From weekly planning to project management, TaskPaper does the lot
I’ve struggled to find a productivity, task manager, todo list app, or whatever you want to call it, that’s right for me. I’ve tried Things (twice) and found it frustrating; OmniFocus is all bells and whistles and too expensive; Apple Notes could work, but that would be a bit of a fudge with many compromises. And although I know they’re very popular for such purposes, Craft and Notion just don’t seem to fit the bill. I’d looked at TaskPaper a couple of times before and wasn’t sure, but I recently stumped up the cash and invested in this plain text productivity app. Here’s how I’ve found it.
I’m a writer. I run a little business. But I’ve always flown by the seat of my pants. At any one time over the years I’ve always had several projects on the go, to the extent that I’d forget what some of them were. I’m getting to that stage again now. A fault of mine is that I tend to take on too much: enthusiasm and drive can be both a blessing and a curse. Although quite obvious that I needed some kind of management system, I’d never really taken the time to work out what this should be.
In a recent episode of the Focused podcast by David Sparks and Mike Schmitz, the two presenters expounded the benefits of planning the week ahead, time blocking and so on. While I’m not yet sure time blocking is something I’ll do, I’ve adopted the weekly plan with enthusiasm. It’s something of a revelation to discover how satisfying it is to look back across the week and see all the progress I’ve made. I know, I know — you’ll say this is all part of GTD and it’s been around for years; but the thing is, dear reader, I am always fashionably late to the party.
I first tried setting out my weekly plan in Notion; this worked well, but I had some issues with the app. Then I tried Apple Notes, which does the job and looks good, but didn’t feel like the right place for my weekly agenda. Things just doesn’t feel right, with all those boxes in boxes. But TaskPaper is a whole different story. The app’s greatest asset? Its flexibility.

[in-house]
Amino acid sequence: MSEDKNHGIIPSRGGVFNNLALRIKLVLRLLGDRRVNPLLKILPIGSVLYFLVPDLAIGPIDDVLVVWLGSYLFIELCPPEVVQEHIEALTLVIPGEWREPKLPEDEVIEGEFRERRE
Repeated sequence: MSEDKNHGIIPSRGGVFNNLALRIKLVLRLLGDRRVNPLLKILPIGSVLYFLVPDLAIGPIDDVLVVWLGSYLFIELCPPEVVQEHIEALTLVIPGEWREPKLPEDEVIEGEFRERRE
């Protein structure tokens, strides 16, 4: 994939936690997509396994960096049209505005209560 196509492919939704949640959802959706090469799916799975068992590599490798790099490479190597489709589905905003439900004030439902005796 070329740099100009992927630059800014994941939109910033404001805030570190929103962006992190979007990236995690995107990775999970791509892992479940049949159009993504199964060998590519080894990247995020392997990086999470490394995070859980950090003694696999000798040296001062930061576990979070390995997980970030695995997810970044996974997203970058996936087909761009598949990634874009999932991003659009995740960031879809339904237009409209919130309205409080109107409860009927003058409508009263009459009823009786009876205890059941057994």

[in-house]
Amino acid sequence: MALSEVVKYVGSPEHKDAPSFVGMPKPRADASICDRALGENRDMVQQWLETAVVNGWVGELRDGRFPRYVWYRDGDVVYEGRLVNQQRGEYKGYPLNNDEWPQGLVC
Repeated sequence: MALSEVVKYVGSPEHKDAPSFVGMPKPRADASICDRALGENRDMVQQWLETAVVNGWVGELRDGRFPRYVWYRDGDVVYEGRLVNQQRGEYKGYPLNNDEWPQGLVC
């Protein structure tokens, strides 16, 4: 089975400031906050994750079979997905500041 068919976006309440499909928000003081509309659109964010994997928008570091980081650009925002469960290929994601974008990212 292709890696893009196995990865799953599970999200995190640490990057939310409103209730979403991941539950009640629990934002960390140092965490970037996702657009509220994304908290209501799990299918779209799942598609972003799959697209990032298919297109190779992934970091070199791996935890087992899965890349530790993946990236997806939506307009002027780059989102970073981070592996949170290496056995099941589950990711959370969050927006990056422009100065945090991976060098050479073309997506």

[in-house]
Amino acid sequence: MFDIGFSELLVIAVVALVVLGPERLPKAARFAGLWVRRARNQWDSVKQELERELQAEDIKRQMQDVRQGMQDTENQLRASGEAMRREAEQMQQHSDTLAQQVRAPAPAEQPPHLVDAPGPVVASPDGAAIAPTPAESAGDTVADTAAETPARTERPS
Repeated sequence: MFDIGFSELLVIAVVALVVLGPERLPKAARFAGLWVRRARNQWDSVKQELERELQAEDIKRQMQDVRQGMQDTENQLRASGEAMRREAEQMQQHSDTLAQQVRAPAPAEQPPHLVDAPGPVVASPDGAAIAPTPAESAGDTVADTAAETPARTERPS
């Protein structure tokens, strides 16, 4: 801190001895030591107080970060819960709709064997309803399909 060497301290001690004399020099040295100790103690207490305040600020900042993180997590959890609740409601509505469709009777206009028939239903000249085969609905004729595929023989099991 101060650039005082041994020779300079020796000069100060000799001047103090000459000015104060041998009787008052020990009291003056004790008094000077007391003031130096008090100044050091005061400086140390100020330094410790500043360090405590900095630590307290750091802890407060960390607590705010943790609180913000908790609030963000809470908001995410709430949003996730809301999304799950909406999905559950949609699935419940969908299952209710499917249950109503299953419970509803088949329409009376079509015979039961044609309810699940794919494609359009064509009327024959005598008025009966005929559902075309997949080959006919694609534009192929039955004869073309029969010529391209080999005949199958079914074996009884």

adopting a plan that’s too rigid is like putting ourselves on tracks
Flexibility is important. As creative people, business owners, project managers – whatever we are – we need the ability to react to changing situations. If things come off the rails, or even if we should get ahead of ourselves a little (apparently this can happen), we need to be able to shift things around with a minimum of fuss. And building in some breathing space also leaves us open to new ideas, insights and spontaneity. This can both stimulate our creativity and feed our productivity.
By contrast, adopting a plan that’s too rigid is like putting ourselves on tracks, reducing our ability to change direction. We can plan the journey in detail, but we need to consider the possibility that we might want to take a break or stop somewhere unexpected. An inflexible system prevents this. TaskPaper’s flexibility gives us all the freedom we want.
Having adopted the weekly plan, I’ve made a little template. It’s a pretty simple format: Objectives, Notes, Monday to Friday, Weekend, Next week, and finally, Notes and Observations. Ending such headings with a colon in TaskPaper makes each one a project. Every Sunday I duplicate the week ahead template, rename the duplicate file as Week [date] and save it. Then I look at my paper from the previous week, copy across anything relevant, and append the weekly notes and observations to a separate file.